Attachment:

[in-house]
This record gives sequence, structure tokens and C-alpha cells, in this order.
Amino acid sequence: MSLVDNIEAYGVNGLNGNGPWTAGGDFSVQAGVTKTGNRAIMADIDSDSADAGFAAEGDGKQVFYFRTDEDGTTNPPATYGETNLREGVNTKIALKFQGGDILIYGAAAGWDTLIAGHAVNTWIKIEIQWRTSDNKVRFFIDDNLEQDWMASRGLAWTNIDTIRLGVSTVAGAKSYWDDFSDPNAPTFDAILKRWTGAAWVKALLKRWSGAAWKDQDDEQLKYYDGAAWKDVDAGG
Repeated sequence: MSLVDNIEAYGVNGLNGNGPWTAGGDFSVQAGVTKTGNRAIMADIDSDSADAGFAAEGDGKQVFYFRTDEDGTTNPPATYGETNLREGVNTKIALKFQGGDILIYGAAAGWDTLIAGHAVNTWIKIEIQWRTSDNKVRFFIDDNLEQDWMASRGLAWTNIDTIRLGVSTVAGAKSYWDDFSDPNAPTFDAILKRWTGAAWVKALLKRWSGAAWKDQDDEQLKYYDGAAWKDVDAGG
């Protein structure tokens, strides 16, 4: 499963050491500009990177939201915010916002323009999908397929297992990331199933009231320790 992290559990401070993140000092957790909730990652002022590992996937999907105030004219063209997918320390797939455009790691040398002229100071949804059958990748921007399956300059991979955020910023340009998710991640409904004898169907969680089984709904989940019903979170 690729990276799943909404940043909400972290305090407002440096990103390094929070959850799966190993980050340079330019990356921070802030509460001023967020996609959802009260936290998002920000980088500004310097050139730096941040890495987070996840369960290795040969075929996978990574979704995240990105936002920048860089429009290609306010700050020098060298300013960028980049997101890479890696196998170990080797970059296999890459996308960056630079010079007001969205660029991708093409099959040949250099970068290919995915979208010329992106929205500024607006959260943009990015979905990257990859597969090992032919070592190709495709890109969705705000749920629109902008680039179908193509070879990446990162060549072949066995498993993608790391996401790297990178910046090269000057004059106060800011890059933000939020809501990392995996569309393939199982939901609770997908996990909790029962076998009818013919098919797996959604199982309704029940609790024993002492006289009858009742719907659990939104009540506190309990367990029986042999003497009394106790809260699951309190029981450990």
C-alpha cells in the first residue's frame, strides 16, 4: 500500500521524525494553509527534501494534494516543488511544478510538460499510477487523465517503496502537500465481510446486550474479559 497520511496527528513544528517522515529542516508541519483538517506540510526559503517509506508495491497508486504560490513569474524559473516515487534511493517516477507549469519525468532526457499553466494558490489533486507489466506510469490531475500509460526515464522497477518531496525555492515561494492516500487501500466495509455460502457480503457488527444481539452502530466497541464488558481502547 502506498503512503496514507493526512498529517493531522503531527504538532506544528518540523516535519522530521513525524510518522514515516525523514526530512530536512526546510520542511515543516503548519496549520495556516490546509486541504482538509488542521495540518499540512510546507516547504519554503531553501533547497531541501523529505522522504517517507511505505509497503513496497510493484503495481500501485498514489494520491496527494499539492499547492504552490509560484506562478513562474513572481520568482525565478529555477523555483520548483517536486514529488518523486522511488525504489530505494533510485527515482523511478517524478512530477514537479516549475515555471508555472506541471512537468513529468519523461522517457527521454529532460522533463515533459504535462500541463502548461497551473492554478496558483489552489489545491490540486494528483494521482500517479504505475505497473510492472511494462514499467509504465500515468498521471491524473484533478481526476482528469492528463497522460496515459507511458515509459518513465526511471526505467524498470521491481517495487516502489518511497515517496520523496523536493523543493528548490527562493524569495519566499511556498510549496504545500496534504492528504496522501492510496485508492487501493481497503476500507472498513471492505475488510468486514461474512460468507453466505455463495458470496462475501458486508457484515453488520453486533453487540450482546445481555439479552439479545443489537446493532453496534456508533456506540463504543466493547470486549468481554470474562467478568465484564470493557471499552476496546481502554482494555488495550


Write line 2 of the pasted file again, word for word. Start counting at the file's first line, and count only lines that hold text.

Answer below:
This record gives sequence, structure tokens and C-alpha cells, in this order.